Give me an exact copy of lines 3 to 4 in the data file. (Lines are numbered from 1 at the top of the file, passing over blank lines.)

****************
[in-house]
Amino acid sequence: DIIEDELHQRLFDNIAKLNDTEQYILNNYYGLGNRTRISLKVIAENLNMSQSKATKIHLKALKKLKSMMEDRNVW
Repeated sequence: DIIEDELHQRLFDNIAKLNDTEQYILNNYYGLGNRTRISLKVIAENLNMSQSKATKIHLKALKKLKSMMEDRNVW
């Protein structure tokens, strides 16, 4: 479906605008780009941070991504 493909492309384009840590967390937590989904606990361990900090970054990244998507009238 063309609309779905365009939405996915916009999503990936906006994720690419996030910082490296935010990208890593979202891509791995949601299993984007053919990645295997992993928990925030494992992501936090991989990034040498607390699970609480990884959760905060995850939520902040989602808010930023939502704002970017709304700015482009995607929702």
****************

Repeated sequence: DIIEDELHQRLFDNIAKLNDTEQYILNNYYGLGNRTRISLKVIAENLNMSQSKATKIHLKALKKLKSMMEDRNVW
């Protein structure tokens, strides 16, 4: 479906605008780009941070991504 493909492309384009840590967390937590989904606990361990900090970054990244998507009238 063309609309779905365009939405996915916009999503990936906006994720690419996030910082490296935010990208890593979202891509791995949601299993984007053919990645295997992993928990925030494992992501936090991989990034040498607390699970609480990884959760905060995850939520902040989602808010930023939502704002970017709304700015482009995607929702």